By Seth Mauzy
Arizona Daily Wildcat
Friday, November 4, 2005
A pair of Hollywood screenwriters will be speaking with media arts students today about comedy, television and their unsold screenplay for a sitcom about terrorists in the heart of America.
Mark Jordan Legan and Mark Wilding began work on the screenplay, "The Cell," about a year ago, after Wilding was writing for the UPN action show "Jake 2.0" and lamented that the only politically correct villains left were terrorists.
"I said let's write a comedy about terrorists," Legan said. "We decided that the way in was to write about a terrorist cell in the Midwest that fall in love with America."
The script follows a sleeper cell of four Middle Eastern terrorists in Chicago who fall in love with American culture while trying to find a target to blow up. The characters include Abu, whose anti-American escapades are derailed by his passion for bowling, and Ahmed, who falls in love with a Jewish florist.
Legan said he and Wilding were well-aware of the delicate nature of the show's subject matter, but ultimately the show is a celebration of American culture, and it is important to find humor in everything.
"The whole point is that they're looking at our culture with fresh eyes," Legan said. "We were aware of the sensitivity of the topic, but I think society's got to be able to laugh at everything."
Kevin Sandler, a media arts professor who organized the event, said he was attracted to the writers and their controversial script after reading about "The Cell" in a September New York Times article.
"I thought it was a fascinating story about these comedy writers and we needed
someone who works in the industry to speak to the students," Sandler said. "We were curious about their story."
Legan and Wilding were a perfect addition to the list of colloquium speakers, which in the past have included film screenwriter Ted Griffin ("Matchstick Men" and "Ocean's 11") and managing editor of Daily Variety Michael Speier, Sandler said.
In addition to "The Cell," Legan has written for shows including "Dave's World," "Grace Under Fire" and "Cosby," and has a syndicated program on National Public Radio.
The two writers will be speaking today from 11 a.m. to noon in the Louise F. Marshall building, Room 212. The event is free and open to all students, but seating is limited and students interested are advised to arrive early.
Wilding is a co-executive producer and writer for ABC's "Grey's Anatomy," and has written for the sitcoms "Ellen," "Caroline in the City," and "Working."
"They'll be talking about how to break into the business, what skills are needed for a TV writer and about trends in the industry," Sandler said. "They'll also be talking about their experiences and careers, particularly their work on 'The Cell.'"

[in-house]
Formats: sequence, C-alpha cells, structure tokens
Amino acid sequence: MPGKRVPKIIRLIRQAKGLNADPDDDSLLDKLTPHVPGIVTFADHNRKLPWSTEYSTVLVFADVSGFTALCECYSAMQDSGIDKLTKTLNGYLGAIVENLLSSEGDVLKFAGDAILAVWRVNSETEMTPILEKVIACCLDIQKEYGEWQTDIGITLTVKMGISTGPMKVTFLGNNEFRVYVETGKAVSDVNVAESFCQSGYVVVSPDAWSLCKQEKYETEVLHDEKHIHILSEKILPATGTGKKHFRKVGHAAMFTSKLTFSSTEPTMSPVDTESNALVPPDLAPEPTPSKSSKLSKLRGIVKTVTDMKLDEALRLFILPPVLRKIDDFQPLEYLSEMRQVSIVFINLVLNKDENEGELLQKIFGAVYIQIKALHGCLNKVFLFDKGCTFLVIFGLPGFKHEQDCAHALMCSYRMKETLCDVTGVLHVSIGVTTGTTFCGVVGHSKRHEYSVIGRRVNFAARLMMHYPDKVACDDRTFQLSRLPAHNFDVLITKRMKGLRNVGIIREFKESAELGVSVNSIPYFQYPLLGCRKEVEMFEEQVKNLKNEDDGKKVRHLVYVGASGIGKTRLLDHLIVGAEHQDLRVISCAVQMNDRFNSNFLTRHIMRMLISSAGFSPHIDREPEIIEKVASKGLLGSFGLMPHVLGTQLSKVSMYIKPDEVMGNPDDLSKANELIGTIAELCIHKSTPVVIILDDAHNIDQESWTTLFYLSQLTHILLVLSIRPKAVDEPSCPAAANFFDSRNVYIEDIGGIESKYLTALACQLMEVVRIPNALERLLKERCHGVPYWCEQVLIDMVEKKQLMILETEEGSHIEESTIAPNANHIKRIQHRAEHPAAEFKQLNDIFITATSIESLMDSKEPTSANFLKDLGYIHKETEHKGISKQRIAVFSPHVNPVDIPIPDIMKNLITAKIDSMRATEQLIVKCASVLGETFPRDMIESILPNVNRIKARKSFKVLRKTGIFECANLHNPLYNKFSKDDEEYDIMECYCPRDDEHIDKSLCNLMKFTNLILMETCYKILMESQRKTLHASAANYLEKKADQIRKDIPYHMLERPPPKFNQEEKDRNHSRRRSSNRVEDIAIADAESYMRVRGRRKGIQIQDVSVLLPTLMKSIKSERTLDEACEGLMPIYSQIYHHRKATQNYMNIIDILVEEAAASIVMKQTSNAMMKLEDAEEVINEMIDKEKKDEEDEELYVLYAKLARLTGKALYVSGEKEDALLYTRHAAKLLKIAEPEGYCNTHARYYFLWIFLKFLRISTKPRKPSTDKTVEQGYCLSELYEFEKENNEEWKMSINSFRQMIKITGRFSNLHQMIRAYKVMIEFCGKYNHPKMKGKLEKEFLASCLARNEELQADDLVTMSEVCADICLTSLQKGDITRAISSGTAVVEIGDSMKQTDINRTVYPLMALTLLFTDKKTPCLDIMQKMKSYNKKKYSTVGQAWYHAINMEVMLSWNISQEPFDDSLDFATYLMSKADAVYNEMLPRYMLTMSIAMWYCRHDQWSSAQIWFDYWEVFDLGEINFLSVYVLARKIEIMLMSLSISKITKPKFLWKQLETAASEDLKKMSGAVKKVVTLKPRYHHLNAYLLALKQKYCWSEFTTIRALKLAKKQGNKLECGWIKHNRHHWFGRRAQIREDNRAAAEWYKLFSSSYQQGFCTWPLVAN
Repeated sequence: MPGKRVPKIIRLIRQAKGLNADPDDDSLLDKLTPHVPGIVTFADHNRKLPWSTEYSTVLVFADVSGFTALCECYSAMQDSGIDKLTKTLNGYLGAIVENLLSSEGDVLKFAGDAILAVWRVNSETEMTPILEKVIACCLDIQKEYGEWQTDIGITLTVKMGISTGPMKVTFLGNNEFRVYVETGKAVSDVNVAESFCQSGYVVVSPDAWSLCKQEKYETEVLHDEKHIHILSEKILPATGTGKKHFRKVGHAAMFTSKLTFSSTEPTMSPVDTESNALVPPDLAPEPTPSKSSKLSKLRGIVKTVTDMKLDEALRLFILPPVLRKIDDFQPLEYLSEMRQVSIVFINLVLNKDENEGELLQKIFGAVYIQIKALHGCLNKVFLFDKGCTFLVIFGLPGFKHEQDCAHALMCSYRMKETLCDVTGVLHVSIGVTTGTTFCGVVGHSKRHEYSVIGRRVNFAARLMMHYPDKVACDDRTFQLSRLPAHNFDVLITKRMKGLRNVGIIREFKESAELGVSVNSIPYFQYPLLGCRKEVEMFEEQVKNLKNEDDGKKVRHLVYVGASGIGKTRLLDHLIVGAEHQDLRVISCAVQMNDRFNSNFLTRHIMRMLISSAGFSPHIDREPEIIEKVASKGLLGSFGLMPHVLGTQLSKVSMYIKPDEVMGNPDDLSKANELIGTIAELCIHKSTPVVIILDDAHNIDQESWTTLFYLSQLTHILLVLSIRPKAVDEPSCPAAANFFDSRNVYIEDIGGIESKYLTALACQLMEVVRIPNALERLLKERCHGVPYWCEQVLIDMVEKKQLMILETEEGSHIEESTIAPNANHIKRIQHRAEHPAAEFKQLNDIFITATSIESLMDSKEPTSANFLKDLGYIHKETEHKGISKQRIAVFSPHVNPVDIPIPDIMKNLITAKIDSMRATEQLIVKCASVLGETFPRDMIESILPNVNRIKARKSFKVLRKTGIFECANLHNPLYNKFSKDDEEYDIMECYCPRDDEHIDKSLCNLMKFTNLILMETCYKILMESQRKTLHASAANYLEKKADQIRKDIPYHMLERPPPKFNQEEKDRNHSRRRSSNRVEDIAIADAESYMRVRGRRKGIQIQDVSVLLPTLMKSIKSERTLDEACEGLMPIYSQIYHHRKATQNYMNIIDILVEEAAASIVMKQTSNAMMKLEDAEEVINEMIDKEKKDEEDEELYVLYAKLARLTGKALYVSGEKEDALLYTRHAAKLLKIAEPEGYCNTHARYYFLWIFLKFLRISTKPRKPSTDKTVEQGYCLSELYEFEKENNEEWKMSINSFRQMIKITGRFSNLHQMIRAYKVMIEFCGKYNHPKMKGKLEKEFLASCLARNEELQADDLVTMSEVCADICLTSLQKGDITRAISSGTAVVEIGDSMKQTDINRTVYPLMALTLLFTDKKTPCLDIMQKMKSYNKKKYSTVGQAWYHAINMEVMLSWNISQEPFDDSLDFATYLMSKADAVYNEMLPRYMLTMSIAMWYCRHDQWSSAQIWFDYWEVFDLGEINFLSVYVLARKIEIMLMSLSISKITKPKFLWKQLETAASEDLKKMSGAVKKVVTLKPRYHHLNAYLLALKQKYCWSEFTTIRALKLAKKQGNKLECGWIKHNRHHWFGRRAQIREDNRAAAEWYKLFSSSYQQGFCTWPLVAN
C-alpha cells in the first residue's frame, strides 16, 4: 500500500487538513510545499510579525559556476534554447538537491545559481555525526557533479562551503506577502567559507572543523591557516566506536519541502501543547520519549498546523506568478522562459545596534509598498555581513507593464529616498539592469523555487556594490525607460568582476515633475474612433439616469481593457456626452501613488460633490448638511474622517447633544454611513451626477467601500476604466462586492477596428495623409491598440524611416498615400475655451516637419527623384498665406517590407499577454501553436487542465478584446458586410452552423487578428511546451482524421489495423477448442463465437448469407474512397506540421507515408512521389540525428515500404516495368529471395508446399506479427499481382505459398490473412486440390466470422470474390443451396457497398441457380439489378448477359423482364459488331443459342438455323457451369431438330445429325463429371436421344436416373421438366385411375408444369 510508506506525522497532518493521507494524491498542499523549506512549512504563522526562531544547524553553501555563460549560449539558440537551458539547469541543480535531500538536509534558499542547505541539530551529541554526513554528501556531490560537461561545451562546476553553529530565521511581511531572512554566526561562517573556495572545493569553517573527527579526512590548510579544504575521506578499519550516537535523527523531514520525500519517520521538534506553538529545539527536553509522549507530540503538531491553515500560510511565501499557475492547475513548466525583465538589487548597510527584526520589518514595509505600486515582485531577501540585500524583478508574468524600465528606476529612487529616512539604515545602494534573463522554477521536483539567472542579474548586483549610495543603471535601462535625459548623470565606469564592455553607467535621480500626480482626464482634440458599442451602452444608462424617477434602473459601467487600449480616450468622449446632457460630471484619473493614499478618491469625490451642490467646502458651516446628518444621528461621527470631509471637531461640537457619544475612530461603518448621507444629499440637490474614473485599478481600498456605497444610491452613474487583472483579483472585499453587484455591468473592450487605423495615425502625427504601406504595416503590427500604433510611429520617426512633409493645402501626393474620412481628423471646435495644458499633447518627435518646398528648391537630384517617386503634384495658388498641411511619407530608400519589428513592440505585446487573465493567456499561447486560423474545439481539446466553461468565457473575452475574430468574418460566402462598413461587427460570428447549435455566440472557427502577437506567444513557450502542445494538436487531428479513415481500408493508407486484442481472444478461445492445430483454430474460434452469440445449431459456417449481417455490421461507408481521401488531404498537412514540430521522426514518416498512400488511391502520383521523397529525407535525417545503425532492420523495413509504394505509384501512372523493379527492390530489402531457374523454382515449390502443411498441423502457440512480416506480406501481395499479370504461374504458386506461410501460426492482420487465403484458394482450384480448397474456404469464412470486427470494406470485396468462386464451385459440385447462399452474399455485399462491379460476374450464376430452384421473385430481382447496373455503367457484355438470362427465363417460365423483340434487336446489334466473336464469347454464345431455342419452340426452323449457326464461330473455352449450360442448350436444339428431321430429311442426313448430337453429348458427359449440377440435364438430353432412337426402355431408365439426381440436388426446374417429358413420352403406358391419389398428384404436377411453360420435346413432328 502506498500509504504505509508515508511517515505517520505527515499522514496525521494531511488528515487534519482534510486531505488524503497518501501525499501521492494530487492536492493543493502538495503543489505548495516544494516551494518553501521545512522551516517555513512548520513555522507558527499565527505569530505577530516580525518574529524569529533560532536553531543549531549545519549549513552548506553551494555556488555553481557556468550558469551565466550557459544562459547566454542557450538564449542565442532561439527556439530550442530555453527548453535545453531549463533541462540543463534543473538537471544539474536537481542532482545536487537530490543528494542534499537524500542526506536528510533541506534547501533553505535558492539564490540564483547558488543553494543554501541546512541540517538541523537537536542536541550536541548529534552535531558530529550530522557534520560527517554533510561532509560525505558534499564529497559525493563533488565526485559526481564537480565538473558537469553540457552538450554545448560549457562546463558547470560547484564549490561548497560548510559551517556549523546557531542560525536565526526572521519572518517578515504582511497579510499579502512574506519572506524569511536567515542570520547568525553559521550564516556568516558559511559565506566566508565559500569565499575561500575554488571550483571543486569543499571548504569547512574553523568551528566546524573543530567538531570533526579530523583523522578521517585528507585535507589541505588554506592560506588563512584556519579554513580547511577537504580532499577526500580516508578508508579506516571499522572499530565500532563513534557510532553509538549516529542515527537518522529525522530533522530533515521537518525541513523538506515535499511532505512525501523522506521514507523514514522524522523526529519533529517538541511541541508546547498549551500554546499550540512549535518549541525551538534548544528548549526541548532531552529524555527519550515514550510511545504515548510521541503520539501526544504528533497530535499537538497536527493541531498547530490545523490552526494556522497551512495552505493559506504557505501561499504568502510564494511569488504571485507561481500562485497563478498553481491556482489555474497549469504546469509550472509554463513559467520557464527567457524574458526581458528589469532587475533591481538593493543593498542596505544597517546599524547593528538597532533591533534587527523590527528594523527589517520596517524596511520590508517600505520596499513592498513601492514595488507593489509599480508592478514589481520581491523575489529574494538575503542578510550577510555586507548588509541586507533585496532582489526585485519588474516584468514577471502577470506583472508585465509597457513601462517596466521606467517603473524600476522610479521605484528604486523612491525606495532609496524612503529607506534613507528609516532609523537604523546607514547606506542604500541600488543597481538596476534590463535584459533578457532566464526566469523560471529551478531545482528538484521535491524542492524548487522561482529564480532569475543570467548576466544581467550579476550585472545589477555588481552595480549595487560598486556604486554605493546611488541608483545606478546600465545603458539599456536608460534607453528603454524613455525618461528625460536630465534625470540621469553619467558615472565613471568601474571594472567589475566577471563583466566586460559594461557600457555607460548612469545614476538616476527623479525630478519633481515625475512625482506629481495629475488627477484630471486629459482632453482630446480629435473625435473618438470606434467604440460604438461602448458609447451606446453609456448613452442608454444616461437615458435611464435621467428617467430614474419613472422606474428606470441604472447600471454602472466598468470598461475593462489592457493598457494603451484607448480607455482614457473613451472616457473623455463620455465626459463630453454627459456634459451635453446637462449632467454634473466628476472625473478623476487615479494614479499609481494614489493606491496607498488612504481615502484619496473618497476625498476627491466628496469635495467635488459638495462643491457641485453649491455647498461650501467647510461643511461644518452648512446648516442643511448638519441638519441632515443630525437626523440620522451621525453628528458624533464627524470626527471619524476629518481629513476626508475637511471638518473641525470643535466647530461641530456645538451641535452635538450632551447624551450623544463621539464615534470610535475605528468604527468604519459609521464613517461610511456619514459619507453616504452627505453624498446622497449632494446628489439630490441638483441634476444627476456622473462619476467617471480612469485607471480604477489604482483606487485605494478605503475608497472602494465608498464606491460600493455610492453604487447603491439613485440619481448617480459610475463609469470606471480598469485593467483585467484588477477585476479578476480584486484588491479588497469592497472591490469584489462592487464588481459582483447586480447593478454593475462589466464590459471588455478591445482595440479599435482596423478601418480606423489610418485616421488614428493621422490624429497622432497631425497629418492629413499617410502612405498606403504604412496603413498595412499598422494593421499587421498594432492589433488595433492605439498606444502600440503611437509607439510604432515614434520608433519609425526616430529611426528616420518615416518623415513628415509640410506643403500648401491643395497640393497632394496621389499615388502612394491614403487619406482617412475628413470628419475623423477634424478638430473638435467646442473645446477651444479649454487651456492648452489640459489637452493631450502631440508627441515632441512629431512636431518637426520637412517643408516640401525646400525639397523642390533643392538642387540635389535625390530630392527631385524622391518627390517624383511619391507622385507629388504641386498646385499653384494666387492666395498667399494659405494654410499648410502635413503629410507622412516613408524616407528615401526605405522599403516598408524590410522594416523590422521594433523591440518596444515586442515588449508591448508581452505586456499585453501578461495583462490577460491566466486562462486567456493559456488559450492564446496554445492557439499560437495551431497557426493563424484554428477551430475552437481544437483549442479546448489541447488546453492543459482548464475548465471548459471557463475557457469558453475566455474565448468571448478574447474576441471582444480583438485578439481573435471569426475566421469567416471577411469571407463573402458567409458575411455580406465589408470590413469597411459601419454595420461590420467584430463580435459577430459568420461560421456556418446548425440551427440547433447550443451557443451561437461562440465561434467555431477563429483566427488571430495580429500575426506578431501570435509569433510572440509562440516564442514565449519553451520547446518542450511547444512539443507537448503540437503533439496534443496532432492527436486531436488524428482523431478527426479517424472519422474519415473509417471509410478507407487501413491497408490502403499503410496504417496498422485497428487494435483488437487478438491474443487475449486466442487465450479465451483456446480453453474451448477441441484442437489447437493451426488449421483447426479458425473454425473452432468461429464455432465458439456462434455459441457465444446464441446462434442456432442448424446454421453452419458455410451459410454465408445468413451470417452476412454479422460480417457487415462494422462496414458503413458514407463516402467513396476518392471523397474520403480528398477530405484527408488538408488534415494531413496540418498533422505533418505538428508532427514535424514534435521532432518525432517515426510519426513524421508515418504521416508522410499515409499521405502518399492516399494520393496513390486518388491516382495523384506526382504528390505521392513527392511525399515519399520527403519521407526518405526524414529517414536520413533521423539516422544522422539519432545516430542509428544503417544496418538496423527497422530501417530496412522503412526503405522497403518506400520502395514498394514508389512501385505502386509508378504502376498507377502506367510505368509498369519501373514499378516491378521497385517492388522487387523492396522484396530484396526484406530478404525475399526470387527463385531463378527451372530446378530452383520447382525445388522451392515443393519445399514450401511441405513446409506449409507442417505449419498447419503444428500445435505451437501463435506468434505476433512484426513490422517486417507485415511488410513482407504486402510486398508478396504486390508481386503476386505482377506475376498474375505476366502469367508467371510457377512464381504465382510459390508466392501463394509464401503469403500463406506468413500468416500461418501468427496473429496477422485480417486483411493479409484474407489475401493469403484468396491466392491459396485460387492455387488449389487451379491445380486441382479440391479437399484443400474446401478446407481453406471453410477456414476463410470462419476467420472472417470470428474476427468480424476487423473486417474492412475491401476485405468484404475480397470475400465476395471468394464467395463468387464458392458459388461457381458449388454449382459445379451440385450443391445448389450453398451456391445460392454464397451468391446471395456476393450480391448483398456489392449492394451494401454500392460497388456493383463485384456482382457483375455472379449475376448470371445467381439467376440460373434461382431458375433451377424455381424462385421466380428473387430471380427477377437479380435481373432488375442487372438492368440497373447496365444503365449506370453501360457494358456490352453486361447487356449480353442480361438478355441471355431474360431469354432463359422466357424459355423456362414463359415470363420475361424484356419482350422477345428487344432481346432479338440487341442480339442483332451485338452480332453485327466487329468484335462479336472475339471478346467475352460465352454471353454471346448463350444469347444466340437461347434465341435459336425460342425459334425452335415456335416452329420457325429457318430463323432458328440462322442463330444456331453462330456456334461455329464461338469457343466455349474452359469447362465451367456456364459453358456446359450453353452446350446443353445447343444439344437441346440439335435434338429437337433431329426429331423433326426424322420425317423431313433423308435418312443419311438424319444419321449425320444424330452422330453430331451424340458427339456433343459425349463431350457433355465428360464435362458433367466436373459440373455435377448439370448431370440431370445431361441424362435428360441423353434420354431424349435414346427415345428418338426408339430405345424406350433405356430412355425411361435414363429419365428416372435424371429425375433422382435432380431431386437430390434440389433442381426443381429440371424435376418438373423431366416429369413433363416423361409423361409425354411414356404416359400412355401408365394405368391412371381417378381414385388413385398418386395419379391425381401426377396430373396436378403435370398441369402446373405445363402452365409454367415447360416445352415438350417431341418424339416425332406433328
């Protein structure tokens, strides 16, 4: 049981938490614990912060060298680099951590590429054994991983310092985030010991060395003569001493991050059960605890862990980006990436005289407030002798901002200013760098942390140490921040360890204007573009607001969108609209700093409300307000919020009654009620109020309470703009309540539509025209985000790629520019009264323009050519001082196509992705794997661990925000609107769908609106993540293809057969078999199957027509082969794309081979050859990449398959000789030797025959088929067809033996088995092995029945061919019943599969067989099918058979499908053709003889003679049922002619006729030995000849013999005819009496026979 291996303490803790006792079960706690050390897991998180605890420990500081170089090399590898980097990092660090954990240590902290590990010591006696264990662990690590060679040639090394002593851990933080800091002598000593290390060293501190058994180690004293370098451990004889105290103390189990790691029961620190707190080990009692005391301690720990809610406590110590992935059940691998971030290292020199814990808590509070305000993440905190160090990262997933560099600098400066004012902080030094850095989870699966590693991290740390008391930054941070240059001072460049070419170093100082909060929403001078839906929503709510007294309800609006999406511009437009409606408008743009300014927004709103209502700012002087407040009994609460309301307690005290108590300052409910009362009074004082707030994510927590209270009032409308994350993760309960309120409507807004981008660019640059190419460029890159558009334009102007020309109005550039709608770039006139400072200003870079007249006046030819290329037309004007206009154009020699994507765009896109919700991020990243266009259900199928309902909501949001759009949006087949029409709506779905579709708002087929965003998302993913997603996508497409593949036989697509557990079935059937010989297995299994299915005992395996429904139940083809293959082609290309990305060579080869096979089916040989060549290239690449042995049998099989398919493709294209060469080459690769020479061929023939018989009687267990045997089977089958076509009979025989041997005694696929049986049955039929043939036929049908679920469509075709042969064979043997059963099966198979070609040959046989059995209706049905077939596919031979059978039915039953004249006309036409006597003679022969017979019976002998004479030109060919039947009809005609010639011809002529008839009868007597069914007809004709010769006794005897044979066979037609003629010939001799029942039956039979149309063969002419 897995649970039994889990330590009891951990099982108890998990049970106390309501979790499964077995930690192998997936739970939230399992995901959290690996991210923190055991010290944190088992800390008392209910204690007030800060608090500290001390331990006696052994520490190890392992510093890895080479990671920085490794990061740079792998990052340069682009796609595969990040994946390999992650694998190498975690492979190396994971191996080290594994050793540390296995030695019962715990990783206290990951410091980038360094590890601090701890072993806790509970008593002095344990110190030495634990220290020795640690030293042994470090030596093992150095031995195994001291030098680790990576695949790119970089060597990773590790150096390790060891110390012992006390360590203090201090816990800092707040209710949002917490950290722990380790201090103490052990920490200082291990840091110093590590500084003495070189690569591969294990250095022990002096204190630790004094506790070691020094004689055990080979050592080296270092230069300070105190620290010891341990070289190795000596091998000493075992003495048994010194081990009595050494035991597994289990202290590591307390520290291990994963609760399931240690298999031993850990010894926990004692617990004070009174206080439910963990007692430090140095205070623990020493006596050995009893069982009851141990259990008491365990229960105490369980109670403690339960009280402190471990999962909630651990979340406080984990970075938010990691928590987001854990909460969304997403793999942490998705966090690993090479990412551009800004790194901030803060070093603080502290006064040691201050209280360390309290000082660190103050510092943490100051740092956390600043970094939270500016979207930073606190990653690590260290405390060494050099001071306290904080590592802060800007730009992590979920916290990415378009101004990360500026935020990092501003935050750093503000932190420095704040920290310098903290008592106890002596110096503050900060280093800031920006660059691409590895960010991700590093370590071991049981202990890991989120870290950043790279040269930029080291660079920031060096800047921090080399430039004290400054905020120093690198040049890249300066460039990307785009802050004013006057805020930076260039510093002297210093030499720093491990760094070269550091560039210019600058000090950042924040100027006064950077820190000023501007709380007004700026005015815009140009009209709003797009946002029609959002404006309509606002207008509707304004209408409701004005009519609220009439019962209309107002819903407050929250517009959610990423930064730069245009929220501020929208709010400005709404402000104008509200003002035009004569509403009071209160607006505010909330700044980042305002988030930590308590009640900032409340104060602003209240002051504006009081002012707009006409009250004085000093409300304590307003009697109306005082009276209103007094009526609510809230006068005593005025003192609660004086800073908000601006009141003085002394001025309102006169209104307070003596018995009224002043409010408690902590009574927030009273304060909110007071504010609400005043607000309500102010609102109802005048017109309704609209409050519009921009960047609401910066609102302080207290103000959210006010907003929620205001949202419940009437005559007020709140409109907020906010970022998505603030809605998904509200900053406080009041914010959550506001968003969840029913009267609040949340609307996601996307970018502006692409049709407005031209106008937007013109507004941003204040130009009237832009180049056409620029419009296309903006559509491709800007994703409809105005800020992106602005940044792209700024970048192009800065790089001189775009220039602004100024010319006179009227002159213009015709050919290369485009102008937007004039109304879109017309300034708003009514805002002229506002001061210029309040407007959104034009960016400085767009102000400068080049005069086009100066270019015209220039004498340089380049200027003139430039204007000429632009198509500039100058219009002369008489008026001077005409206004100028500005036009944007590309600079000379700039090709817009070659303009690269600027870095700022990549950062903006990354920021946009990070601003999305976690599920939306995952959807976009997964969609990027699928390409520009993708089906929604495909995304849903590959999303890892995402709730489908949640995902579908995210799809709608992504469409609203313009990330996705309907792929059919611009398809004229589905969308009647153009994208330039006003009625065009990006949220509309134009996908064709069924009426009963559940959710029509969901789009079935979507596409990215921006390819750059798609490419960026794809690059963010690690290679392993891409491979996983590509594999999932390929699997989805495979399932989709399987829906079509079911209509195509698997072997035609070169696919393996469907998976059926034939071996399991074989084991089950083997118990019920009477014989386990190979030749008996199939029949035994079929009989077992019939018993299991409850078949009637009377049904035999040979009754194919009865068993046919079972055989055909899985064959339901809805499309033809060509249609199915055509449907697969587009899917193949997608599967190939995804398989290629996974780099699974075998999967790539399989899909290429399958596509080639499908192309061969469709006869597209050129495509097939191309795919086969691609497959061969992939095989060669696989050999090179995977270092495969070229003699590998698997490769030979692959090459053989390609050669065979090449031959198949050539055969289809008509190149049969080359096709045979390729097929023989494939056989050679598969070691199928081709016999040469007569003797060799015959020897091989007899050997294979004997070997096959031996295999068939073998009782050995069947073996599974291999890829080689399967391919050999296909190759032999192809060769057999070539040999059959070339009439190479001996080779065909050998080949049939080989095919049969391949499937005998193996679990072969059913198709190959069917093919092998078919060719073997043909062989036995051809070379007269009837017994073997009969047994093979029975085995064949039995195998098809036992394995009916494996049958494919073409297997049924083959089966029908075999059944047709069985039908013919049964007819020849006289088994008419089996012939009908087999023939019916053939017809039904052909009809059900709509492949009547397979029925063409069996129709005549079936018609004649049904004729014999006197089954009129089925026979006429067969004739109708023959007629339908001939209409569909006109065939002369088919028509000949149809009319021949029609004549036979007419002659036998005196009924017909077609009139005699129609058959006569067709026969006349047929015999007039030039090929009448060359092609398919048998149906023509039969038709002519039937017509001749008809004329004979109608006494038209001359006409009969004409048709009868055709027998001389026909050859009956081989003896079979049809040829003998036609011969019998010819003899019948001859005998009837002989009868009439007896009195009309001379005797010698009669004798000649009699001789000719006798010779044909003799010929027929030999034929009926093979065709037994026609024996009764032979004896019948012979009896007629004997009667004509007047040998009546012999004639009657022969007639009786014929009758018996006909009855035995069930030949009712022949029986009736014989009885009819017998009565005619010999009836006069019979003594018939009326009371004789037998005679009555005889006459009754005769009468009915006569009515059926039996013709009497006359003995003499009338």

The panel discussion is great opportunity for students eager to make careers for themselves in the fast-paced world of television, Sandler said.
"I just want to give (the students) a realistic sense of what it takes to make a living in Hollywood but still stay true to the stories you want to tell," Wilding said. "Sometimes you find a story you just won't let go of."
"The Cell" would certainly appear to be one of those stories.
Legan said he and Wilding knew that no one would want to put the show on TV, but he felt it was important to try.
"We wrote it just to write it, not to get it made. It made us laugh, and we were interested in writing satire," Legan said. "We knew that this would open doors for us in the feature (film) world."
Since completion of the script more than a year ago, Wilding and Legan have met with more than 50 networks and executives, including HBO, Comedy Central and the BBC, as well as filmmakers like the Farrelly Brothers.
While reactions to the script have generally been positive, no network or studio has agreed to finance the project.
"Everyone we've talked to about it has been very enthusiastic about the concept, then they ask us who's making it,' Wilding said. "We say 'it could be you,' but nobody seems willing to take a chance on it."
Wilding said he understands why networks and studios are reluctant to put money behind the project.
"I don't blame people for not wanting to do it. This is a business," Wilding said. "I'd make it into a movie myself if I had a couple million dollars lying around."
Legan and Wilding have taken a number of projects since completing "The Cell," including a comedy about the worst hospital in the world for New Regency Studios and a feature film about children's entertainers who double as burglars for Universal.
The pair is also speaking at the fall 2005 Producer's Colloquium, which is funded by the department of media arts, the College of Fine Arts Small Grants Program and the Hanson Film Institute, who contributed $500 to bring the writers to campus.
The discussion starts at 11 a.m. in the Louise F. Marshall building, Room 212.